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“The Innovation Blind Spot” makes the case for VC in the heartland
Eli Dile   on Friday, December 29, 2017 at 12:00:00 am

By Marie Plishka

The Innovation Blind Spot: Why We Back the Wrong Ideas and What to Do About It comes at precisely the right time. With economic turmoil throughout the country, author and venture capitalist Ross Baird argues it’s high time for the entrepreneurial support networks that have clustered in coastal metros to branch out into Middle America. Baird writes that:

The idea that entrepreneurship is a meritocracy is a myth. In the real world, money flows to the ideas that are most convenient to find or the most familiar, not necessarily those that are best. Simply put, the blind posts in the way we innovate – the way we nurture, support, and invest in new ideas – make all our other problems even harder to solve.

Baird’s point is well taken in an era that has seen Silicon Valley entrepreneurs with no proven product or service easily access millions of dollars, e.g., blood-testing company Theranos. Meanwhile, entrepreneurs in Middle America with proven businesses cannot access the capital they need to grow their already successful enterprises. One such example highlighted in the book is Fin Gourmet, a fish processing plant in Paducah, Kentucky. Though it’s no glamorous tech startup, the company is growing rapidly, yet it cannot secure just a couple million dollars to expand its operations (a pittance in VC circles). Baird chooses these two stories to illustrate the misdirection of venture capital from real-world problem solvers and job creators to chasing Silicon Valley unicorns.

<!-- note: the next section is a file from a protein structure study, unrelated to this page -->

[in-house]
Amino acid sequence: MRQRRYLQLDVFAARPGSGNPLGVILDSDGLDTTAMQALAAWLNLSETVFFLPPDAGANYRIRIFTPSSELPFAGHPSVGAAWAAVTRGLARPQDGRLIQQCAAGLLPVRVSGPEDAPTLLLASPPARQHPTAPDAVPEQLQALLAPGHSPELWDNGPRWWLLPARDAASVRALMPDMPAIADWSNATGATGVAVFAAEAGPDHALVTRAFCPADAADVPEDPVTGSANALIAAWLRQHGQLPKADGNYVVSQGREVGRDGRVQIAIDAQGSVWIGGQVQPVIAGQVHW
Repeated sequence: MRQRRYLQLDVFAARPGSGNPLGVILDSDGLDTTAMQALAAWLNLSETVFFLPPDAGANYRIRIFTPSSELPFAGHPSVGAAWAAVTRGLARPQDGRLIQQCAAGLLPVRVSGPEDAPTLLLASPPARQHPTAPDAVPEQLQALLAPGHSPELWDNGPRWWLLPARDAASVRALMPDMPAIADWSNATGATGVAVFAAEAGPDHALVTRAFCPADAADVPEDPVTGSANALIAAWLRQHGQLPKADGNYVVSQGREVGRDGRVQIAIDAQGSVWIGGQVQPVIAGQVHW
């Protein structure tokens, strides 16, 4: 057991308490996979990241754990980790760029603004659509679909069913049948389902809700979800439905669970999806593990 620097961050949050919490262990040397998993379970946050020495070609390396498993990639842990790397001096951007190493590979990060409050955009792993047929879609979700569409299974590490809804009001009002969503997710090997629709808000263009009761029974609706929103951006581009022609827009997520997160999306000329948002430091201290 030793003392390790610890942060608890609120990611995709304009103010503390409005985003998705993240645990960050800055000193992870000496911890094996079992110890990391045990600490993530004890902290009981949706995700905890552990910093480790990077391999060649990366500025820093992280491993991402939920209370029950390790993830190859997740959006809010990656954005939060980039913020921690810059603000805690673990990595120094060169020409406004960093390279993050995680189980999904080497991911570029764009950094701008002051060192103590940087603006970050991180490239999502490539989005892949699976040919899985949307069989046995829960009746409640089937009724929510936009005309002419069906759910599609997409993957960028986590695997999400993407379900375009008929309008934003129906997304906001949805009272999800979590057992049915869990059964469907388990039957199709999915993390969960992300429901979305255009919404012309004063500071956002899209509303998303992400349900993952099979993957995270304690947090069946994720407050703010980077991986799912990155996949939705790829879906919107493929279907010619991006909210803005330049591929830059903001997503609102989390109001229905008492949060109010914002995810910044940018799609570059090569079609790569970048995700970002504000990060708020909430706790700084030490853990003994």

Braid breaks down the system that identifies, evaluates, and funds new ventures and exposes its biases. He points out that venture capitalists primarily come from a handful of elite schools and invest in others that have backgrounds similar to their own. So-called expert investors, Baird argues, should not be the ones deciding what a viable business idea is and is not, a process, he contends, should come from the bottom up.

Baird also introduces the concept of “one-pocket thinking.” For two-pocket investors, there is a separation between financial returns and social good; you cannot achieve both. But one-pocket investors believe you can make money by doing well. Baird convincingly argues that entrepreneurship, beyond enriching the innovator, can revive impoverished communities around the world.

Ultimately, economic developers will find this book interesting for a number of reasons. First, it lays bare the inherent inequality of American entrepreneurship, principally, the fixation on unicorn companies rather than less-glamorous but more-impactful businesses that keep small towns alive and increase their quality of life. Second, it is a useful reminder that other organizations and individuals outside of economic development are interested in solving some of the same problems as economic developers. By widening our support circles and networks, economic developers could find allies they did not know existed.


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